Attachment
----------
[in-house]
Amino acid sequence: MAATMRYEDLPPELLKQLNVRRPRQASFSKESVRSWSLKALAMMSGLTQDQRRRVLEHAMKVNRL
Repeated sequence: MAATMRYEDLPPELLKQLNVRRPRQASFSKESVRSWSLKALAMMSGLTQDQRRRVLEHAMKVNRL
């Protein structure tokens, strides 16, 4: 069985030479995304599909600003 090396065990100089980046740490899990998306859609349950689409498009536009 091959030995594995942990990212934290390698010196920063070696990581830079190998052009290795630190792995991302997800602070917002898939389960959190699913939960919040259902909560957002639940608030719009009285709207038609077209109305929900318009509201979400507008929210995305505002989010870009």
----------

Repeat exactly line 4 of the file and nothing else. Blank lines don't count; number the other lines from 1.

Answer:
């Protein structure tokens, strides 16, 4: 069985030479995304599909600003 090396065990100089980046740490899990998306859609349950689409498009536009 091959030995594995942990990212934290390698010196920063070696990581830079190998052009290795630190792995991302997800602070917002898939389960959190699913939960919040259902909560957002639940608030719009009285709207038609077209109305929900318009509201979400507008929210995305505002989010870009």